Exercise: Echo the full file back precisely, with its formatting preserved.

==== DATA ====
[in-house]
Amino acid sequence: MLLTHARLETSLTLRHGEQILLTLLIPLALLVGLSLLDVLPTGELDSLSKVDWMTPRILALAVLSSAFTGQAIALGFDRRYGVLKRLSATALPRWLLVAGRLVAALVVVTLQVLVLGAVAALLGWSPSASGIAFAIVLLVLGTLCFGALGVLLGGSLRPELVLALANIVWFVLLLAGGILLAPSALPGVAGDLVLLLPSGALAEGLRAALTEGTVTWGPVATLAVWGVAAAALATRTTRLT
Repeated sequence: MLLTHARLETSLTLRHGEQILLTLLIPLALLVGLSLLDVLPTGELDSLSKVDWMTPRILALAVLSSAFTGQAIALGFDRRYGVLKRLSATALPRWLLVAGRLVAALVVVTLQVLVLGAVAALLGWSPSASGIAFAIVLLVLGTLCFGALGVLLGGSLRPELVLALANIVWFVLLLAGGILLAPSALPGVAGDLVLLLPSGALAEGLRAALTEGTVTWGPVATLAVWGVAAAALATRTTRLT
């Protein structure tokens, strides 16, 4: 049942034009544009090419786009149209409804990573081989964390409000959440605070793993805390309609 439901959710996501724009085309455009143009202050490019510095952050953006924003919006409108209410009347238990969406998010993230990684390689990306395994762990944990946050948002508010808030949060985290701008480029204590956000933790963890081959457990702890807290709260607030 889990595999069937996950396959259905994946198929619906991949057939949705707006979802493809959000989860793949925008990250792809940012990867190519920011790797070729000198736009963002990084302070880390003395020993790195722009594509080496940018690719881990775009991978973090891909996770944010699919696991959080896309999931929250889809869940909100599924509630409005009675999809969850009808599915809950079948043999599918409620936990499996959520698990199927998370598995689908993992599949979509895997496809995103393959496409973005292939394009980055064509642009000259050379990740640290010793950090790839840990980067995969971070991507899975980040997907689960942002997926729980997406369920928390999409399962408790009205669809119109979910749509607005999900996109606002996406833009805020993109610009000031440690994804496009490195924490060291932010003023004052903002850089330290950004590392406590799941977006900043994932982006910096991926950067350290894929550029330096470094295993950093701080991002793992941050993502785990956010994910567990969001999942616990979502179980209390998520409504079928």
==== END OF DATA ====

[in-house]
Amino acid sequence: MLLTHARLETSLTLRHGEQILLTLLIPLALLVGLSLLDVLPTGELDSLSKVDWMTPRILALAVLSSAFTGQAIALGFDRRYGVLKRLSATALPRWLLVAGRLVAALVVVTLQVLVLGAVAALLGWSPSASGIAFAIVLLVLGTLCFGALGVLLGGSLRPELVLALANIVWFVLLLAGGILLAPSALPGVAGDLVLLLPSGALAEGLRAALTEGTVTWGPVATLAVWGVAAAALATRTTRLT
Repeated sequence: MLLTHARLETSLTLRHGEQILLTLLIPLALLVGLSLLDVLPTGELDSLSKVDWMTPRILALAVLSSAFTGQAIALGFDRRYGVLKRLSATALPRWLLVAGRLVAALVVVTLQVLVLGAVAALLGWSPSASGIAFAIVLLVLGTLCFGALGVLLGGSLRPELVLALANIVWFVLLLAGGILLAPSALPGVAGDLVLLLPSGALAEGLRAALTEGTVTWGPVATLAVWGVAAAALATRTTRLT
């Protein structure tokens, strides 16, 4: 049942034009544009090419786009149209409804990573081989964390409000959440605070793993805390309609 439901959710996501724009085309455009143009202050490019510095952050953006924003919006409108209410009347238990969406998010993230990684390689990306395994762990944990946050948002508010808030949060985290701008480029204590956000933790963890081959457990702890807290709260607030 889990595999069937996950396959259905994946198929619906991949057939949705707006979802493809959000989860793949925008990250792809940012990867190519920011790797070729000198736009963002990084302070880390003395020993790195722009594509080496940018690719881990775009991978973090891909996770944010699919696991959080896309999931929250889809869940909100599924509630409005009675999809969850009808599915809950079948043999599918409620936990499996959520698990199927998370598995689908993992599949979509895997496809995103393959496409973005292939394009980055064509642009000259050379990740640290010793950090790839840990980067995969971070991507899975980040997907689960942002997926729980997406369920928390999409399962408790009205669809119109979910749509607005999900996109606002996406833009805020993109610009000031440690994804496009490195924490060291932010003023004052903002850089330290950004590392406590799941977006900043994932982006910096991926950067350290894929550029330096470094295993950093701080991002793992941050993502785990956010994910567990969001999942616990979502179980209390998520409504079928």